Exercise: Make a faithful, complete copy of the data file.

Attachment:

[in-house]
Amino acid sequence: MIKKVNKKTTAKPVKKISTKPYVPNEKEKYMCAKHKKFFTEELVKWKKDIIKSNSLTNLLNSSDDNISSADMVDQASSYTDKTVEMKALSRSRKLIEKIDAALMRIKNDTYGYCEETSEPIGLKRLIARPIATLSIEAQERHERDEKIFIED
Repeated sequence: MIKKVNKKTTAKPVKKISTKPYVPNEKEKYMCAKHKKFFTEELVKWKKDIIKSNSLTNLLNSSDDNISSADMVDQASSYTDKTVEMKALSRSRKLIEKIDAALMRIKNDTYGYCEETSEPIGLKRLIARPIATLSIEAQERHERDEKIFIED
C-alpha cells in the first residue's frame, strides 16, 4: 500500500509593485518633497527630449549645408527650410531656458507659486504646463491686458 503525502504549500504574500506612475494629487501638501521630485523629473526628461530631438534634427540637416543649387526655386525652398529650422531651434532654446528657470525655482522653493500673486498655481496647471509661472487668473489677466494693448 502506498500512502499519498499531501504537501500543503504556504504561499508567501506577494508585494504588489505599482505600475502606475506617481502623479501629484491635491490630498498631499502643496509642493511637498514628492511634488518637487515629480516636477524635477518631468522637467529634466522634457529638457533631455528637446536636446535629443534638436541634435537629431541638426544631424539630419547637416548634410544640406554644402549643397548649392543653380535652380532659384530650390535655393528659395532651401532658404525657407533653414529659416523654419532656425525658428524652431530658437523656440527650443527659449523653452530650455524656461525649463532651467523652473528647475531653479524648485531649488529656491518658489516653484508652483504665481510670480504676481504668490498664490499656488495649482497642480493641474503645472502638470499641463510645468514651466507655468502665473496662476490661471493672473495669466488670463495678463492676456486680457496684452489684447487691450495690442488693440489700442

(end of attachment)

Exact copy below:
[in-house]
Amino acid sequence: MIKKVNKKTTAKPVKKISTKPYVPNEKEKYMCAKHKKFFTEELVKWKKDIIKSNSLTNLLNSSDDNISSADMVDQASSYTDKTVEMKALSRSRKLIEKIDAALMRIKNDTYGYCEETSEPIGLKRLIARPIATLSIEAQERHERDEKIFIED
Repeated sequence: MIKKVNKKTTAKPVKKISTKPYVPNEKEKYMCAKHKKFFTEELVKWKKDIIKSNSLTNLLNSSDDNISSADMVDQASSYTDKTVEMKALSRSRKLIEKIDAALMRIKNDTYGYCEETSEPIGLKRLIARPIATLSIEAQERHERDEKIFIED
C-alpha cells in the first residue's frame, strides 16, 4: 500500500509593485518633497527630449549645408527650410531656458507659486504646463491686458 503525502504549500504574500506612475494629487501638501521630485523629473526628461530631438534634427540637416543649387526655386525652398529650422531651434532654446528657470525655482522653493500673486498655481496647471509661472487668473489677466494693448 502506498500512502499519498499531501504537501500543503504556504504561499508567501506577494508585494504588489505599482505600475502606475506617481502623479501629484491635491490630498498631499502643496509642493511637498514628492511634488518637487515629480516636477524635477518631468522637467529634466522634457529638457533631455528637446536636446535629443534638436541634435537629431541638426544631424539630419547637416548634410544640406554644402549643397548649392543653380535652380532659384530650390535655393528659395532651401532658404525657407533653414529659416523654419532656425525658428524652431530658437523656440527650443527659449523653452530650455524656461525649463532651467523652473528647475531653479524648485531649488529656491518658489516653484508652483504665481510670480504676481504668490498664490499656488495649482497642480493641474503645472502638470499641463510645468514651466507655468502665473496662476490661471493672473495669466488670463495678463492676456486680457496684452489684447487691450495690442488693440489700442